The encounter of medieval Jewish scholars with Arabic linguistic literature during the last decades of the tenth century CE produced one of the most important branches of Hebrew linguistics, namely, that of comparative Semitic philology. This branch not only changed the nature of Hebrew philology but influenced considerably the philological exegesis of the Bible as well.
The main contribution to biblical philology, then as now, is in the area of decoding and explaining esoteric expressions and hapax legomena whose meaning was obscure as well as elucidating unclear syntactic structures. This literary activity spread in the Arabic-speaking area from Iraq in the east, through the Holy Land, Egypt and North Africa, to Andalusia in the west.
This article discusses the comparison between Hebrew and Arabic as an exegetical method in a commentary on the Bible written by Rabbi Tanḥum ha-Yerushalmi (Egypt, 1219–1291), who wrote in Judaeo-Arabic. Tanḥum’s commentary reflects an assimilation or an absorption of advanced linguistic knowledge, to which he was exposed as an eclectic exegete well informed in the Arabic grammatical tradition. As the article shows, Tanḥum did not hesitate to adopt and even improve notions and insights that he had found in the writings of Arab grammarians. It seems therefore that one should refer to him as an eclectic exegete who succeeded in innovating by suggesting some original commentaries, in a period which has been defined in modern research as a period of stagnation (from 1250 to 1550 CE).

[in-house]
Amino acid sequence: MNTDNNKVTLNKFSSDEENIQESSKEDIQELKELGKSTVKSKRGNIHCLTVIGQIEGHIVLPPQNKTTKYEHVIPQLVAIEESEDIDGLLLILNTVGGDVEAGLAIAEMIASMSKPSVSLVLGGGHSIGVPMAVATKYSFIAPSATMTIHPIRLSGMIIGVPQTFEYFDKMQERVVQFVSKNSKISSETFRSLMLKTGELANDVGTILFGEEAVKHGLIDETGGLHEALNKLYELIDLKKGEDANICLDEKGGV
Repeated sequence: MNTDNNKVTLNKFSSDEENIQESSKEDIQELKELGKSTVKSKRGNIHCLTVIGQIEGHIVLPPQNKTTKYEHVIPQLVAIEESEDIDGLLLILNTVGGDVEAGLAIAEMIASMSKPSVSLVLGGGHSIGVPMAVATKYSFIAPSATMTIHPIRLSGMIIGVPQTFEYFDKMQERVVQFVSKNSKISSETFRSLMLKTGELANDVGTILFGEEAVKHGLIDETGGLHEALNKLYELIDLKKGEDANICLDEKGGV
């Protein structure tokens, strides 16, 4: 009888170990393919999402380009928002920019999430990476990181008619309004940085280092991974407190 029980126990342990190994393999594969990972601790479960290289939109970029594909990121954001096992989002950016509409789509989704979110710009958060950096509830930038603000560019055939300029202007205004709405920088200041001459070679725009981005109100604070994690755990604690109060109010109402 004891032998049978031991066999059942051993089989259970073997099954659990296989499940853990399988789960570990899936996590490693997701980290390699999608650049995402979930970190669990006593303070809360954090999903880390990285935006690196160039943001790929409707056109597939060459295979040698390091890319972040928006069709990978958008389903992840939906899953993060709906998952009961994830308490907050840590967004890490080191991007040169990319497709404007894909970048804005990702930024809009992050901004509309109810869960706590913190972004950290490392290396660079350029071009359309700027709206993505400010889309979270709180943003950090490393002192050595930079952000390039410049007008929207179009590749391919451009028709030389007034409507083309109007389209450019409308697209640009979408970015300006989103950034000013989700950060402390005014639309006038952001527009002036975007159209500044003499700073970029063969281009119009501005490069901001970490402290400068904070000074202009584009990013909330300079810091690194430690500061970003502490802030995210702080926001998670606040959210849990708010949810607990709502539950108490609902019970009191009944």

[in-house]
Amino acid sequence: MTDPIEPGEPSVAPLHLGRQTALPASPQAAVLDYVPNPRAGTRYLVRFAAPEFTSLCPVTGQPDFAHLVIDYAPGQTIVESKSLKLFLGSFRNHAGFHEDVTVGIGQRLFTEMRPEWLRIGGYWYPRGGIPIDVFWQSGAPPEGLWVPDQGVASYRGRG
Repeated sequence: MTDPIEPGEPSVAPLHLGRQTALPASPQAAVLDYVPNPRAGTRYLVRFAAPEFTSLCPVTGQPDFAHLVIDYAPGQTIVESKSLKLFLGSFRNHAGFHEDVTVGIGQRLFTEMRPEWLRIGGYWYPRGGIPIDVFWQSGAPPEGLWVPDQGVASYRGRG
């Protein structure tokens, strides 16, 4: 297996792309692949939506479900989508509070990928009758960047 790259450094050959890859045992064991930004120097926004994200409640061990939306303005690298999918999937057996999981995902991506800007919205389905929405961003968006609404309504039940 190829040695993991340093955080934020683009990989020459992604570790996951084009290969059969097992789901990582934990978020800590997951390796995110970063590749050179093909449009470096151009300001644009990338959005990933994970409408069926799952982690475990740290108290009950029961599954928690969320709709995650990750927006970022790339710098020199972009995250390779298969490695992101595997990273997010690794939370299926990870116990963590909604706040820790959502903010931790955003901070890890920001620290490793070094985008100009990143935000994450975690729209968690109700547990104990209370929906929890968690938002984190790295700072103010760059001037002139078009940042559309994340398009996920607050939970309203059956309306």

Ecosystems of mixed woody and herbaceous vegetation are under increasing pressure and threat from human activity and global climate changes. Many processes that shape these ecosystems remain poorly understood despite their large geographic extent, the services they provide, and their importance for wildlife and livestock. Some of these processes occur simultaneously on small and large scales; therefore their study requires methodologies that combine high spatial resolution with large spatial extent. In this study, we explored the phenomenon of rings—"circlets"—of relatively dense herbaceous biomass that seem to occur around patches of Sarcopoterium spinosum in the semiarid northern Negev. We developed a novel, non-destructive method to estimate herbaceous biomass at a high spatial resolution, over an area of 1500 m2. Steps in the study process included: low-altitude aerial photography, image rectification, delineation of shrub patches, computation of herbaceous biomass in the intershrub area, and analysis of herbaceous biomass as a function of distance from the nearest shrub. Our results confirmed the existence of circlets, and we estimated their width to be approximately 10 cm. Herbaceous biomass at the peak of the green season was approximately 40% greater in the circlet than in the remainder of the intershrub area. Circlets are probably an important feature of the ecosystem; since they covered ca. 20% of the intershrub area, their contribution to primary (herbaceous) production at the ecosystem level, and, in turn, to secondary production, is substantial. We discuss possible mechanisms in the creation of circlets, as well as the possible implications of circlets for range management and improvement.